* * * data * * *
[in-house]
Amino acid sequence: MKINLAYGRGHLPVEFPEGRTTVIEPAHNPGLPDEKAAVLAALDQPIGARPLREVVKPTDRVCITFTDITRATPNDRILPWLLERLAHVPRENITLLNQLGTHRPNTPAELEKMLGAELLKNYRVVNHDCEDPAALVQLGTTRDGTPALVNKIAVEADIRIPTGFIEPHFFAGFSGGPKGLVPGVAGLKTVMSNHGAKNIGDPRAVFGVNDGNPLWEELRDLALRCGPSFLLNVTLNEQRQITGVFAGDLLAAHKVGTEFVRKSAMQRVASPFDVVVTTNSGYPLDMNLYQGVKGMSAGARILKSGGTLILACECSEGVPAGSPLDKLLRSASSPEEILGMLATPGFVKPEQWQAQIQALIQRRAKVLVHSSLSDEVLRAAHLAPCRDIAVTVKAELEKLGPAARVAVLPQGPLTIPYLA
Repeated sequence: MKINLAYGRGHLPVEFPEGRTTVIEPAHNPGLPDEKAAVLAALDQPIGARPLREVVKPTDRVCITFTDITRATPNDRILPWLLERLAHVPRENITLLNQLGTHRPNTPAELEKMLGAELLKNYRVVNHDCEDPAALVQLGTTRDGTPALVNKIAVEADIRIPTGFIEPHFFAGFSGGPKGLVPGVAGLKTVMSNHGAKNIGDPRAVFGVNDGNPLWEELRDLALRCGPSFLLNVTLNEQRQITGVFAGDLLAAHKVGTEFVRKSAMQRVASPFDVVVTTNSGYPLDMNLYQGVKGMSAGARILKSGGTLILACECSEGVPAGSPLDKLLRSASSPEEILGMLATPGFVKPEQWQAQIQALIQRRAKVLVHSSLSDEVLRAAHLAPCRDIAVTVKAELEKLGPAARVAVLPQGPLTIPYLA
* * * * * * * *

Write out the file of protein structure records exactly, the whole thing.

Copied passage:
[in-house]
Amino acid sequence: MKINLAYGRGHLPVEFPEGRTTVIEPAHNPGLPDEKAAVLAALDQPIGARPLREVVKPTDRVCITFTDITRATPNDRILPWLLERLAHVPRENITLLNQLGTHRPNTPAELEKMLGAELLKNYRVVNHDCEDPAALVQLGTTRDGTPALVNKIAVEADIRIPTGFIEPHFFAGFSGGPKGLVPGVAGLKTVMSNHGAKNIGDPRAVFGVNDGNPLWEELRDLALRCGPSFLLNVTLNEQRQITGVFAGDLLAAHKVGTEFVRKSAMQRVASPFDVVVTTNSGYPLDMNLYQGVKGMSAGARILKSGGTLILACECSEGVPAGSPLDKLLRSASSPEEILGMLATPGFVKPEQWQAQIQALIQRRAKVLVHSSLSDEVLRAAHLAPCRDIAVTVKAELEKLGPAARVAVLPQGPLTIPYLA
Repeated sequence: MKINLAYGRGHLPVEFPEGRTTVIEPAHNPGLPDEKAAVLAALDQPIGARPLREVVKPTDRVCITFTDITRATPNDRILPWLLERLAHVPRENITLLNQLGTHRPNTPAELEKMLGAELLKNYRVVNHDCEDPAALVQLGTTRDGTPALVNKIAVEADIRIPTGFIEPHFFAGFSGGPKGLVPGVAGLKTVMSNHGAKNIGDPRAVFGVNDGNPLWEELRDLALRCGPSFLLNVTLNEQRQITGVFAGDLLAAHKVGTEFVRKSAMQRVASPFDVVVTTNSGYPLDMNLYQGVKGMSAGARILKSGGTLILACECSEGVPAGSPLDKLLRSASSPEEILGMLATPGFVKPEQWQAQIQALIQRRAKVLVHSSLSDEVLRAAHLAPCRDIAVTVKAELEKLGPAARVAVLPQGPLTIPYLA